I’m in the middle of nowhere. Thirty minutes from a decent bakery and sixty minutes from a repair shop with any hope of fixing the coffee grinder, not that I have yet been able to find a third wave coffee roaster. Tango music is coming through the wall.
This is not welcome.
“Why didn’t you come to the party last night?”
“I don’t like tango music.”
That, of course, is not true. Tango music is excruciating when there is no one to dance with. To be more precise, no one who has the skills to use my body in a joint assault on ecstasy.
I am here to pick grapes. I continue to train every day, but not to that music. I dance alone to the teenagers’ band practice, a medley of American pop songs.
I also serve the coffee after dinner, trying not to answer any questions.
But it seems that after I carelessly chased tango around the world, now it chases me. My voleos are stronger, my balance is better, but I don’t know what I’m training for. I’m less and less desperate, certainly not sufficiently desperate to abandon caution for another fleeting deception. After finally doing the accounting on the costs of tango, I have become entirely risk-averse.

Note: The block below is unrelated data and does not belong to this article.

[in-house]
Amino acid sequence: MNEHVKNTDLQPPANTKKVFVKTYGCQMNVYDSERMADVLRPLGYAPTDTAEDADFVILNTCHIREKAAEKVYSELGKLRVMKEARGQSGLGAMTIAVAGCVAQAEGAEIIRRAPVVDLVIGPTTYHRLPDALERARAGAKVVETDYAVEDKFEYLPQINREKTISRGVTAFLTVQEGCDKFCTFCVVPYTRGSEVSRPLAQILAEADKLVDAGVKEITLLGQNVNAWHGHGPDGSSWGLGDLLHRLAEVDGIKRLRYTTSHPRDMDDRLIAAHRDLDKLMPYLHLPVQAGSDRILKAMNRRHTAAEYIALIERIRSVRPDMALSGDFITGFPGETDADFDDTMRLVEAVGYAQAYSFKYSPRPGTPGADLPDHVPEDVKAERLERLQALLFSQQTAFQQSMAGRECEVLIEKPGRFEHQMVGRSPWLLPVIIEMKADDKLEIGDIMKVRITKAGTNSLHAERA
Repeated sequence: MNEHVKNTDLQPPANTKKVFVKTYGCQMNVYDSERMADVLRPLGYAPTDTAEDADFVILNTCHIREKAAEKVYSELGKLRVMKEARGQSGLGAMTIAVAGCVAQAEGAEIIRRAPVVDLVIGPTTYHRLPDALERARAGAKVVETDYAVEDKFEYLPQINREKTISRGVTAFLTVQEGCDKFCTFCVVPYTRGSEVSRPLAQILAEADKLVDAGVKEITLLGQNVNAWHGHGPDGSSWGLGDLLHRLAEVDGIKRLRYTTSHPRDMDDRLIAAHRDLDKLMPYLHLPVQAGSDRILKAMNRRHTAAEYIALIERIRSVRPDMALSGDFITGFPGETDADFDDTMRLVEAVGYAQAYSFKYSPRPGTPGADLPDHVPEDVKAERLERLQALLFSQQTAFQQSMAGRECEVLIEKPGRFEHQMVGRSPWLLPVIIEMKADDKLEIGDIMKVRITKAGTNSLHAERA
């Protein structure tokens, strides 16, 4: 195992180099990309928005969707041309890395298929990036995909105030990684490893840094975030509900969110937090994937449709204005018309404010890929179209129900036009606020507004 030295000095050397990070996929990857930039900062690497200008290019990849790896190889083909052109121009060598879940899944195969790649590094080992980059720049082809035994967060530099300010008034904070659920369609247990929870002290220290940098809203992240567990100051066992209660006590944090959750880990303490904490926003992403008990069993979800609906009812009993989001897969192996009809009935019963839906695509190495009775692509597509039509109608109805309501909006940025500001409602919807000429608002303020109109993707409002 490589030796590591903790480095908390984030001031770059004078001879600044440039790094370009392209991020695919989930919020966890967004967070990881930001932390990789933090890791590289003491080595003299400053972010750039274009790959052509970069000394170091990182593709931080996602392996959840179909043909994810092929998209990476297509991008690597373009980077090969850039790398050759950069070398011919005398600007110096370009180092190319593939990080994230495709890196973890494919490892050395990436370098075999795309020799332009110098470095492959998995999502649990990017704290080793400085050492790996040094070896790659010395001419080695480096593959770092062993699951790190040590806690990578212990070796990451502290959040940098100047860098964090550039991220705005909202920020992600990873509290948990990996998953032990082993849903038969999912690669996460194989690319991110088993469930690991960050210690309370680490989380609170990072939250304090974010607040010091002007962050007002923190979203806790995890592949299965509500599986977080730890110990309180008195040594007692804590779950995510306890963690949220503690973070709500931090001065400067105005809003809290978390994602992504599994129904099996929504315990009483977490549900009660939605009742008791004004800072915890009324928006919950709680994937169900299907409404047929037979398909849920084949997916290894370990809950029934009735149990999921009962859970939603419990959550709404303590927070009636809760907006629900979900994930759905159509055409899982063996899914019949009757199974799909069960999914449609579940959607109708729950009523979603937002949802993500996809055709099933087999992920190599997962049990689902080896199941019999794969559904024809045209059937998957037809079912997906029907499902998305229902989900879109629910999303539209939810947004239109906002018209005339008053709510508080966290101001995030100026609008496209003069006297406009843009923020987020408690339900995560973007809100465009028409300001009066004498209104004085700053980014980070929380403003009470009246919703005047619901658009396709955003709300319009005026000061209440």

And because the only remaining interest I have is pleasure, I watch blearily as so-called professionals blunder through the countryside, posing and bragging to impress anyone who might own a camera or become a student. Why are you wearing your tango shoes at 0800 in the morning? Why are you teaching a class to drunk people at midnight?
Tango is indeed addictive, but it seems that professional tango is a proper psychological disorder. And I recognize everything I watch across my cup: The obsession with being watched, the self-aggrandizement to any captive audience, the competition equally vicious and irrational, and, most poignantly, how all that overrides and scorches the rare and precious possibilities for tango’s grace: the spontaneity of dancing with a stranger, a new artistic experience, a friendship…